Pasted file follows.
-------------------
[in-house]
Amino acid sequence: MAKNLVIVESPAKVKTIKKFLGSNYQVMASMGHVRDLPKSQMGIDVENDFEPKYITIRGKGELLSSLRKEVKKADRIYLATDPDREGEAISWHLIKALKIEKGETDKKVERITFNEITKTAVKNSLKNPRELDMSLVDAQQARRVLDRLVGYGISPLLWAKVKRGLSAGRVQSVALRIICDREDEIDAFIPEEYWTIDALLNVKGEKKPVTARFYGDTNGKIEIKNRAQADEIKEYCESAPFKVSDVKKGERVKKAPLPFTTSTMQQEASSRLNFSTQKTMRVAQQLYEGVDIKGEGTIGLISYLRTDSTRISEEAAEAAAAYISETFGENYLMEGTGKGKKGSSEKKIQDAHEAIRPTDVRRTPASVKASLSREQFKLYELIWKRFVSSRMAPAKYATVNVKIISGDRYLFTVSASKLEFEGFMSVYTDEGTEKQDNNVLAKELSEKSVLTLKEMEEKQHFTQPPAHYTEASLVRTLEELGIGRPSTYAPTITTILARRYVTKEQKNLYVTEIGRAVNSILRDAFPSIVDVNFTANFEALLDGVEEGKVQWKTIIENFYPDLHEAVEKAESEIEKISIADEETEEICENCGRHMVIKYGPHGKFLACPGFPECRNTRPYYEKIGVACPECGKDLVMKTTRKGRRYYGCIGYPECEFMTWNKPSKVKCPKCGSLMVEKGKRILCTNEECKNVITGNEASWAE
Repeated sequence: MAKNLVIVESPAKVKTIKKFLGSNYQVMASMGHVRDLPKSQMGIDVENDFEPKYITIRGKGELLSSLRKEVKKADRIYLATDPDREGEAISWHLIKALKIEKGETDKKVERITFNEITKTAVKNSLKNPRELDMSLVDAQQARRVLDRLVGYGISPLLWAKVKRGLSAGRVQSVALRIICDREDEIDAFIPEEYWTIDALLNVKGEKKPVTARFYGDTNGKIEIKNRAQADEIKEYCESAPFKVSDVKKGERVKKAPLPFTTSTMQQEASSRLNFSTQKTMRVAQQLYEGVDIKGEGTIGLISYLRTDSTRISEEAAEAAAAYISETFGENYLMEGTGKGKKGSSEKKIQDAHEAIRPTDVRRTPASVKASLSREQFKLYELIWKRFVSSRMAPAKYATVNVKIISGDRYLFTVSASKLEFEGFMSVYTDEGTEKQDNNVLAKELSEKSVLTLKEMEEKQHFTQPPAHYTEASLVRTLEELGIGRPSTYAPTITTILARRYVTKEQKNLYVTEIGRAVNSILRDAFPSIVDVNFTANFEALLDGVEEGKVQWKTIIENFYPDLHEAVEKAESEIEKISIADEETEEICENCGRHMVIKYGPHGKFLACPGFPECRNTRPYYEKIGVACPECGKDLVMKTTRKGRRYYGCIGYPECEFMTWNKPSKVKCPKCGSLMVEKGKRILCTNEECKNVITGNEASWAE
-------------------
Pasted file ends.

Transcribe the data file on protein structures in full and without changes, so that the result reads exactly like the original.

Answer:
[in-house]
Amino acid sequence: MAKNLVIVESPAKVKTIKKFLGSNYQVMASMGHVRDLPKSQMGIDVENDFEPKYITIRGKGELLSSLRKEVKKADRIYLATDPDREGEAISWHLIKALKIEKGETDKKVERITFNEITKTAVKNSLKNPRELDMSLVDAQQARRVLDRLVGYGISPLLWAKVKRGLSAGRVQSVALRIICDREDEIDAFIPEEYWTIDALLNVKGEKKPVTARFYGDTNGKIEIKNRAQADEIKEYCESAPFKVSDVKKGERVKKAPLPFTTSTMQQEASSRLNFSTQKTMRVAQQLYEGVDIKGEGTIGLISYLRTDSTRISEEAAEAAAAYISETFGENYLMEGTGKGKKGSSEKKIQDAHEAIRPTDVRRTPASVKASLSREQFKLYELIWKRFVSSRMAPAKYATVNVKIISGDRYLFTVSASKLEFEGFMSVYTDEGTEKQDNNVLAKELSEKSVLTLKEMEEKQHFTQPPAHYTEASLVRTLEELGIGRPSTYAPTITTILARRYVTKEQKNLYVTEIGRAVNSILRDAFPSIVDVNFTANFEALLDGVEEGKVQWKTIIENFYPDLHEAVEKAESEIEKISIADEETEEICENCGRHMVIKYGPHGKFLACPGFPECRNTRPYYEKIGVACPECGKDLVMKTTRKGRRYYGCIGYPECEFMTWNKPSKVKCPKCGSLMVEKGKRILCTNEECKNVITGNEASWAE
Repeated sequence: MAKNLVIVESPAKVKTIKKFLGSNYQVMASMGHVRDLPKSQMGIDVENDFEPKYITIRGKGELLSSLRKEVKKADRIYLATDPDREGEAISWHLIKALKIEKGETDKKVERITFNEITKTAVKNSLKNPRELDMSLVDAQQARRVLDRLVGYGISPLLWAKVKRGLSAGRVQSVALRIICDREDEIDAFIPEEYWTIDALLNVKGEKKPVTARFYGDTNGKIEIKNRAQADEIKEYCESAPFKVSDVKKGERVKKAPLPFTTSTMQQEASSRLNFSTQKTMRVAQQLYEGVDIKGEGTIGLISYLRTDSTRISEEAAEAAAAYISETFGENYLMEGTGKGKKGSSEKKIQDAHEAIRPTDVRRTPASVKASLSREQFKLYELIWKRFVSSRMAPAKYATVNVKIISGDRYLFTVSASKLEFEGFMSVYTDEGTEKQDNNVLAKELSEKSVLTLKEMEEKQHFTQPPAHYTEASLVRTLEELGIGRPSTYAPTITTILARRYVTKEQKNLYVTEIGRAVNSILRDAFPSIVDVNFTANFEALLDGVEEGKVQWKTIIENFYPDLHEAVEKAESEIEKISIADEETEEICENCGRHMVIKYGPHGKFLACPGFPECRNTRPYYEKIGVACPECGKDLVMKTTRKGRRYYGCIGYPECEFMTWNKPSKVKCPKCGSLMVEKGKRILCTNEECKNVITGNEASWAE